A shader like Noise will set the flag, but shift the UV/3D coordinates based on its own settings. Within the ::Output method it looks like this:

        
        
          
          if (GET_TEX_CHANNEL(cd->texflag) == CHANNEL_BUMP) // is this a bump calculation ?   
          {  
           switch (GET_TEX_BUMP_SAMPLE(cd->texflag)) // which of the four samples are we talking about ?  
           {  
            case 0: uv.x -= mysampleoffset; break; // shift the UV surface point  
            case 1: uv.x += mysampleoffset; break;  
            case 2: uv.y -= mysampleoffset; break;  
            case 3: uv.y += mysampleoffset; break;  
           }  
          }  
        
    

    The GET_TEX_CHANNEL macro is a nice thing - you can now determine which channel is being calculated! E.g. you can return different results depending on being called in a transparency channel or bump channel.
       
        Using GET_TEX_BUMP_SAMPLE we can determine the number of the sample.
       
        The convention is:
        - Sample 0: left of the original position
        - Sample 1: right of the original position
        - Sample 2: above the original position
        - Sample 3: below the original position
       
        This of course holds true for a 2D surface shader only. But what happens if you shader is based on 3D input? In that case you do the same, just move your sample along the DDU/DDV vectors instead of U/V. The code looks like that:

        
        
          
          if (GET_TEX_CHANNEL(cd->texflag) == CHANNEL_BUMP)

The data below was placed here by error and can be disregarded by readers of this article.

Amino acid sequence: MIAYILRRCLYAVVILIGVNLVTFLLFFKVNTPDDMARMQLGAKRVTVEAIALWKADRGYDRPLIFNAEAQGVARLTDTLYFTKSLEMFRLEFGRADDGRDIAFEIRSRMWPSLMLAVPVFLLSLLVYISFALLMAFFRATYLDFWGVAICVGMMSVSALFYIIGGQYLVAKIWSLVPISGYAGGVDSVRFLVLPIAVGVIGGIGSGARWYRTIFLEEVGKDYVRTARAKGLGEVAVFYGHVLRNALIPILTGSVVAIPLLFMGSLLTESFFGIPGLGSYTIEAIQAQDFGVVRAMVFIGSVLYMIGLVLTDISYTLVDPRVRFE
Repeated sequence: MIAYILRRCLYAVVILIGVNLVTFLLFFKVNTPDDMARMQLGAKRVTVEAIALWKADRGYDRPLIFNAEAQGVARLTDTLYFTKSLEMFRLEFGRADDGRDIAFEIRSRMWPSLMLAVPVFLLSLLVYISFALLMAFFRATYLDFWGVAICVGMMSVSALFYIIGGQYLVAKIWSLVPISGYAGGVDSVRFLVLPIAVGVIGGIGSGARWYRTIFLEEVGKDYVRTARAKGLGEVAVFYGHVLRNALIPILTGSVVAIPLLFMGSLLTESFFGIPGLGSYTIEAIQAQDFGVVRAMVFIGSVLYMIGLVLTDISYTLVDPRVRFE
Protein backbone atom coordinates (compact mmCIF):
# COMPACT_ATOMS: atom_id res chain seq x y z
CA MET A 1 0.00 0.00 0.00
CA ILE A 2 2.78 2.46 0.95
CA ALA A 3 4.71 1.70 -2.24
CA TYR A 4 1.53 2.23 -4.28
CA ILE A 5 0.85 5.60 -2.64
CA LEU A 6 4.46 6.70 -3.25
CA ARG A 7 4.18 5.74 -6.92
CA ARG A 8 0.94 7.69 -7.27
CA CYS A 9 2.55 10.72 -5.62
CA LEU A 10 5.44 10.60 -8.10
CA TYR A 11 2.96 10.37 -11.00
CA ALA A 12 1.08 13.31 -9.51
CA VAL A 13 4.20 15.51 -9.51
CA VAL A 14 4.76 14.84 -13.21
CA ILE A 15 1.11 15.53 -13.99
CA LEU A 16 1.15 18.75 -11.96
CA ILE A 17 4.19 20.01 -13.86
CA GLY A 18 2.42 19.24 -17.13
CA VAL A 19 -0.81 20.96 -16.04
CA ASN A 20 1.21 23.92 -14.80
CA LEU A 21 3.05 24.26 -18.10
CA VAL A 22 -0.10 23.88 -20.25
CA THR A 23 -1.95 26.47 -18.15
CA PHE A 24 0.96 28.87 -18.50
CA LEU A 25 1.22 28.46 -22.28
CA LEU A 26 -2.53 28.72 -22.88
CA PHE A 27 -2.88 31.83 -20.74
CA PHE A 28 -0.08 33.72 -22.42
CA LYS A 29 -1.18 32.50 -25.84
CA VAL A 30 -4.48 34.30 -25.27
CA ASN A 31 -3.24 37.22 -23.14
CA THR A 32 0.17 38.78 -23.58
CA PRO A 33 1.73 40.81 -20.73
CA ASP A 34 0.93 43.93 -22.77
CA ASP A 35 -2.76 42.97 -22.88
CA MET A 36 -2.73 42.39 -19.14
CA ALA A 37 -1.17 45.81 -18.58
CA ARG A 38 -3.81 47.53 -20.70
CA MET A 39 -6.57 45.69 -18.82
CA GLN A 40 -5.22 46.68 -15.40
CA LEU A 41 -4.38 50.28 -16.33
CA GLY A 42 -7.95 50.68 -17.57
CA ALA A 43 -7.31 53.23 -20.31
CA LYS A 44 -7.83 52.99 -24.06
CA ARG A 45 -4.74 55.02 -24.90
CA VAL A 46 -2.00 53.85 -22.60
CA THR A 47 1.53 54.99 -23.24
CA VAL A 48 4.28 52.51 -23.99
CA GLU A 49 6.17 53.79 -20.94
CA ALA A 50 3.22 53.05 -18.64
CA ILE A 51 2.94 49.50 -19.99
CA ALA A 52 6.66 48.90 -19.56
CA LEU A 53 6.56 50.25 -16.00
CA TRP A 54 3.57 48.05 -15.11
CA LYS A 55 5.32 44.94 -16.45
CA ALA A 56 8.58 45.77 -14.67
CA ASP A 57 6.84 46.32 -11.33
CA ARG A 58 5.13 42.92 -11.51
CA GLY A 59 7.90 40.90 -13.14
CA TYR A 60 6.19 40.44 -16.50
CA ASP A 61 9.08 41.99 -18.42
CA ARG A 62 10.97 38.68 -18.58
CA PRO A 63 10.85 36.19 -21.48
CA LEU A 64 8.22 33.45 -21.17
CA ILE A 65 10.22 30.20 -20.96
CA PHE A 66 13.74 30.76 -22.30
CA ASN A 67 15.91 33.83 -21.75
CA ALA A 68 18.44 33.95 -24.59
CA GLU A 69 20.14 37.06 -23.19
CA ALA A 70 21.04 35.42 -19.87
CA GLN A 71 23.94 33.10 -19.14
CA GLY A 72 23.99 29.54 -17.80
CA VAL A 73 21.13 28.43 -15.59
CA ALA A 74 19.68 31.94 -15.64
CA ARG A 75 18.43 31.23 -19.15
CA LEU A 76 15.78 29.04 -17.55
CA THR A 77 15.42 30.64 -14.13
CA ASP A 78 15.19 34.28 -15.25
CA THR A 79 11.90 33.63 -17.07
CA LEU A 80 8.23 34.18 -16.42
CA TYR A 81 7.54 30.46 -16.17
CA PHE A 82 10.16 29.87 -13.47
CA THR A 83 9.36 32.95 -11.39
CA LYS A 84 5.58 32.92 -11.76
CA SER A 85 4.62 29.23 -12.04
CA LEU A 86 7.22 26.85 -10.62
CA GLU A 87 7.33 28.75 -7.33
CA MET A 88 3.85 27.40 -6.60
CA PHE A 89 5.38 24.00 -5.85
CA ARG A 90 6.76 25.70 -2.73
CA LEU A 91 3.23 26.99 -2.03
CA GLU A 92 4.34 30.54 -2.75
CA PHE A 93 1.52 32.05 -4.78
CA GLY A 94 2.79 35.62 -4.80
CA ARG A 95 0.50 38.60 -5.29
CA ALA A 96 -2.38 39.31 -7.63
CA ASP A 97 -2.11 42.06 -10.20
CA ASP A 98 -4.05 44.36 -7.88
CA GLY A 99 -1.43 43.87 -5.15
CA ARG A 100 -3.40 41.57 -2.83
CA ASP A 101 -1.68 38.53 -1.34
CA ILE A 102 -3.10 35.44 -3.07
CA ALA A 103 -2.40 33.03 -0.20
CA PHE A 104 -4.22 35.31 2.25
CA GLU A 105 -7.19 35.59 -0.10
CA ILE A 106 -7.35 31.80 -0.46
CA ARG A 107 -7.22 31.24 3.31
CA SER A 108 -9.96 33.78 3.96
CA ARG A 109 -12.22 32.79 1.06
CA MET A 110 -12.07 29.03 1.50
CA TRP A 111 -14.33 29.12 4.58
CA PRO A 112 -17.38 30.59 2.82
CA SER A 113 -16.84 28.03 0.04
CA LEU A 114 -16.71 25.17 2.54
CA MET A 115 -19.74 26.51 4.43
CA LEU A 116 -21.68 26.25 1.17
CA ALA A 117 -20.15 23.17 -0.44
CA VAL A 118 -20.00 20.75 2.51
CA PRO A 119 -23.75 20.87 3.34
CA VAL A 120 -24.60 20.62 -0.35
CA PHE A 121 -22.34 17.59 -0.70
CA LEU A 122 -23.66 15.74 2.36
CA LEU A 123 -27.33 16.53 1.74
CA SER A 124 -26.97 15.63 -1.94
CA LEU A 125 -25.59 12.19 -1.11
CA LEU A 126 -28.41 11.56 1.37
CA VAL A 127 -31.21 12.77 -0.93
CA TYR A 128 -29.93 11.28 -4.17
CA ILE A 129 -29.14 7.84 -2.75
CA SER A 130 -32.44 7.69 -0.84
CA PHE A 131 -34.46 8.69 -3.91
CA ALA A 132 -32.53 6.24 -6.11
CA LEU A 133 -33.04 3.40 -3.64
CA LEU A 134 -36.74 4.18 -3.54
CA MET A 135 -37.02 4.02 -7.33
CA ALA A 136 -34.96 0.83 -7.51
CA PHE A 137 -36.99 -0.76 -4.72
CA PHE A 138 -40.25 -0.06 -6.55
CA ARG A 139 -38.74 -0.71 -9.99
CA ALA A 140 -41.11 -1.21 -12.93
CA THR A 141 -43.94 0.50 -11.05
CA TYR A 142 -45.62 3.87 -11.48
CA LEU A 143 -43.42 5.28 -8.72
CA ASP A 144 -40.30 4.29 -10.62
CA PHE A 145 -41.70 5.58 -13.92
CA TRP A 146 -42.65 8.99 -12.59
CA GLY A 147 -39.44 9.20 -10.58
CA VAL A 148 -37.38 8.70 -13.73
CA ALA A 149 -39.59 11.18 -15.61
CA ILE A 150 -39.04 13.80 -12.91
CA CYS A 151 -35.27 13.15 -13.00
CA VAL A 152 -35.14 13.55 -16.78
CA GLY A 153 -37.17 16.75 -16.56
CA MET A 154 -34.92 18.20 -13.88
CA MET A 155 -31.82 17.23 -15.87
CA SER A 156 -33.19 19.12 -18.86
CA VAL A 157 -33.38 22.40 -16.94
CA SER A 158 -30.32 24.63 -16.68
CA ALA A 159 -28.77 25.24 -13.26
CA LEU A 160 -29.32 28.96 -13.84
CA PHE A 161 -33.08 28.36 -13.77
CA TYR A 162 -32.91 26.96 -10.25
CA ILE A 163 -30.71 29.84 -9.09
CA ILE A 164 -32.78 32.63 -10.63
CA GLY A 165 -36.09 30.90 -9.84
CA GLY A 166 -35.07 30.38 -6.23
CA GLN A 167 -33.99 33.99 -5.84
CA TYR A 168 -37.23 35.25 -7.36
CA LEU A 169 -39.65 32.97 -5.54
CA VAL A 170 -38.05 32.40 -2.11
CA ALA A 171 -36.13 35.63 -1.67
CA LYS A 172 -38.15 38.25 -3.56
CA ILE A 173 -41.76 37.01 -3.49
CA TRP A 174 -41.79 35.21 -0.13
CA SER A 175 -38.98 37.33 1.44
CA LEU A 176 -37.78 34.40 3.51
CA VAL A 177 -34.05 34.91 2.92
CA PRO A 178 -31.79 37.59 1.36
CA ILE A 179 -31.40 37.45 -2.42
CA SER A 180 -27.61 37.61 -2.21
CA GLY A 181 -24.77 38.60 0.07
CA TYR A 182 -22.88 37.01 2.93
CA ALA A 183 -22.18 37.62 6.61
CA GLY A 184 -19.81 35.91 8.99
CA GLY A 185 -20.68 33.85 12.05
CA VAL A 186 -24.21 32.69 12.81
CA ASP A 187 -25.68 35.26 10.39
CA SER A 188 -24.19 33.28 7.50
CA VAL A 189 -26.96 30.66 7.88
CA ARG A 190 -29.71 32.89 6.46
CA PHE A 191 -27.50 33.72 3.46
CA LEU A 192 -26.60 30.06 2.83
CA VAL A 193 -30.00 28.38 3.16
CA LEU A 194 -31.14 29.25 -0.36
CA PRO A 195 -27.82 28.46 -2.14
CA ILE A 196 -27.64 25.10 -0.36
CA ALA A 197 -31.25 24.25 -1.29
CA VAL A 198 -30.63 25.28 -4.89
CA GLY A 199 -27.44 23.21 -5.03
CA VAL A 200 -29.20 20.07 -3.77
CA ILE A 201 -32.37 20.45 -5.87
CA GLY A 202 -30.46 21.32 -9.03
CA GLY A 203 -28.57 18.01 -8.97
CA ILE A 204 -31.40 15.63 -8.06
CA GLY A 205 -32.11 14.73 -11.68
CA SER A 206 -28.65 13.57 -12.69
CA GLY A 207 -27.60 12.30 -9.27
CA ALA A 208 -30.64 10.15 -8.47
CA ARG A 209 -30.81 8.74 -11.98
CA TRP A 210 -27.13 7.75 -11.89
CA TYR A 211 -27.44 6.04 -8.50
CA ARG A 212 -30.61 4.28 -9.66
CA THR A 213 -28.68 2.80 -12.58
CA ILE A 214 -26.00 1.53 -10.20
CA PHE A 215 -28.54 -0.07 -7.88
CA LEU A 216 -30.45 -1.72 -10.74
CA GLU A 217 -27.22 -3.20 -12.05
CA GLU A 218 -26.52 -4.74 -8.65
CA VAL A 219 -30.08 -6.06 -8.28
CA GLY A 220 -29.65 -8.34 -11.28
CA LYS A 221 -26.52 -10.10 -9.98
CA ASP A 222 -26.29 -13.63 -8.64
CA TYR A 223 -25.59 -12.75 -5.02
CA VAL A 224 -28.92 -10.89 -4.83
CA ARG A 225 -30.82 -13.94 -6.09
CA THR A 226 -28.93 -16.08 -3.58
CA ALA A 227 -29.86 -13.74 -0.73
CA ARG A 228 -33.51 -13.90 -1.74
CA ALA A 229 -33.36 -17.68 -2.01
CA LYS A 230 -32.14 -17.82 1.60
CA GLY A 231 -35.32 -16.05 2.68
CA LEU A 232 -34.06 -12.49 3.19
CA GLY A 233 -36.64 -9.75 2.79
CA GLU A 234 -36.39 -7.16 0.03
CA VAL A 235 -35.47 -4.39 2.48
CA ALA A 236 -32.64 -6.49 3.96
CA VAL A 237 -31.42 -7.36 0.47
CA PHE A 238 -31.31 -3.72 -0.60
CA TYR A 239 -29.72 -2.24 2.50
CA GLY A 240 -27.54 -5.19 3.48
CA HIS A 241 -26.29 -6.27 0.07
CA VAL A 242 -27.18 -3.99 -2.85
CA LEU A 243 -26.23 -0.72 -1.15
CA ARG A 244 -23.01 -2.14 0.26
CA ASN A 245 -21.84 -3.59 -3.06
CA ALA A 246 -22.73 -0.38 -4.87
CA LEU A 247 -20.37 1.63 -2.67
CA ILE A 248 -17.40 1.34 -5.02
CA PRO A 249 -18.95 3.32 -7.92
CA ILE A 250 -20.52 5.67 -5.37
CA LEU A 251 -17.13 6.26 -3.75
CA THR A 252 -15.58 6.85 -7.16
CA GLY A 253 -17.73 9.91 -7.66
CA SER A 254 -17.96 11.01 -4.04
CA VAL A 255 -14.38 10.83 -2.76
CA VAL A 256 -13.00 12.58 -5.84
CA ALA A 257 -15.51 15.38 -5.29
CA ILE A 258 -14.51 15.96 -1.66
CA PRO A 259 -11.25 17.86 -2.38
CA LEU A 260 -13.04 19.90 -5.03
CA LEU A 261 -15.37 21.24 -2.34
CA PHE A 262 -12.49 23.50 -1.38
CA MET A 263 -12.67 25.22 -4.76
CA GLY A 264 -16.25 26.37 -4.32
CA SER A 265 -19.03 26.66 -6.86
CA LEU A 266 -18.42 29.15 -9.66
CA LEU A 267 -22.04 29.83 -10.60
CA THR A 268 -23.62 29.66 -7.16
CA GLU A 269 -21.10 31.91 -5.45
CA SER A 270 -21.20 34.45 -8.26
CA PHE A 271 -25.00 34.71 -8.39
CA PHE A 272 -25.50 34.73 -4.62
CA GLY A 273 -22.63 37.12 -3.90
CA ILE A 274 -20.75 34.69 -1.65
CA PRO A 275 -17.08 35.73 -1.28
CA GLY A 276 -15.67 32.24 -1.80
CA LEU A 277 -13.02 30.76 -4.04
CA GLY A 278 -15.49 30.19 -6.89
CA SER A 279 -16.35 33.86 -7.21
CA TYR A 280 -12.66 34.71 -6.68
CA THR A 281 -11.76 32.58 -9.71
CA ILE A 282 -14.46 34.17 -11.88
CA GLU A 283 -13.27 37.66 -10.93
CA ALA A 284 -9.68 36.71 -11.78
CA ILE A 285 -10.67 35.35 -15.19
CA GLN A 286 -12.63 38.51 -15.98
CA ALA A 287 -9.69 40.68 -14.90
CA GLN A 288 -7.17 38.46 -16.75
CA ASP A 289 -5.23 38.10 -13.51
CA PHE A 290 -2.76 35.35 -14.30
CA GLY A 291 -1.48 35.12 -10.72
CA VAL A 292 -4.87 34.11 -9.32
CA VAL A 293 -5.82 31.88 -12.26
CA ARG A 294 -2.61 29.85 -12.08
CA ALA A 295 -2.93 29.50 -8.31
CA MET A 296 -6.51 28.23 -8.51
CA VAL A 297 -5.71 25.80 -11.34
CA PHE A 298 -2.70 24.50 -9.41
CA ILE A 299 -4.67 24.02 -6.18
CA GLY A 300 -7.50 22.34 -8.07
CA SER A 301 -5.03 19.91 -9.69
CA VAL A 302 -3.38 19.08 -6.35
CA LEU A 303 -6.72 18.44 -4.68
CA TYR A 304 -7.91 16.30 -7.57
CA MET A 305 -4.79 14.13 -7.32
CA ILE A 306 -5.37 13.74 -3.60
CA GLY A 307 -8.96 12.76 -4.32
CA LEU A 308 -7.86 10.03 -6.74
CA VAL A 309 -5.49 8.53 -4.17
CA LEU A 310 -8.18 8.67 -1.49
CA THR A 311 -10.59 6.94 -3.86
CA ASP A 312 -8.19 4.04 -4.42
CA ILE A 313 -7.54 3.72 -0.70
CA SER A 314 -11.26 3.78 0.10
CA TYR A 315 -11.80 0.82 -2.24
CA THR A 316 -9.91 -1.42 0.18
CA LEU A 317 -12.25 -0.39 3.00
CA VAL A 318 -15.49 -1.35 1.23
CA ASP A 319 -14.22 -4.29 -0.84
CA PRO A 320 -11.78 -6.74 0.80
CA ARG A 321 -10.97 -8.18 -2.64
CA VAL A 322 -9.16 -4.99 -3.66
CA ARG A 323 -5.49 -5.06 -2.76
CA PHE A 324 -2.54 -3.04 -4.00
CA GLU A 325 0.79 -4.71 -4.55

{  
           switch (GET_TEX_BUMP_SAMPLE(cd->texflag))   
           {  
            case 0: pos -= mysampleoffset*cd->vd->ddu; break;  
            case 1: pos += mysampleoffset*cd->vd->ddu; break;  
            case 2: pos -= mysampleoffset*cd->vd->ddv; break;  
            case 3: pos += mysampleoffset*cd->vd->ddv; break;  
           }  
          }  
        
    

    If your shader supports a different output for alpha calculation (used e.g. by the Layer Shader or in the C4D main material Alpha channel) you need to specify the CHANNEL_ALPHA_SUPPORT flag. During ::Output you need to return the alpha value if (cd->texflag&TEX_ALPHA) is TRUE. Keep in mind that this has nothing to do with GET_TEX_CHANNEL(cd->texflag)==CHANNEL_ALPHA, which simply tells you that a calculation is done within a material's alpha channel (in which TEX_ALPHA might not be evaluated).

    Material Changes (Volume Shader)
    --------------------------------
    This is the description of C4D's main material:

        
        
          
        CONTAINER Mmaterial  
        {  
         NAME Mmaterial;
        
        
        
        
         INCLUDE Mpreview;  
         INCLUDE Mbase;
        
        
        
        
         GROUP Obaselist  
         {  
          BOOL MATERIAL_USE_COLOR     { PARENTMSG ID_MATERIALGROUP_COLOR; }  
          BOOL MATERIAL_USE_DIFFUSION   { PARENTMSG ID_MATERIALGROUP_DIFFUSION; }  
          ...  
         }
        
        
        
        
         GROUP ID_MATERIALGROUP_COLOR  
         {  
          DEFAULT 1;  
          COLOR MATERIAL_COLOR_COLOR { OPEN; }  
          ...  
         }
        
        
        
        
         ...  
           
         INCLUDE Massign;  
        }  
        
    

    The include Mpreview needs to be added so that your material gets a preview in the Attributes Manager (AM) / Material Editor (ME).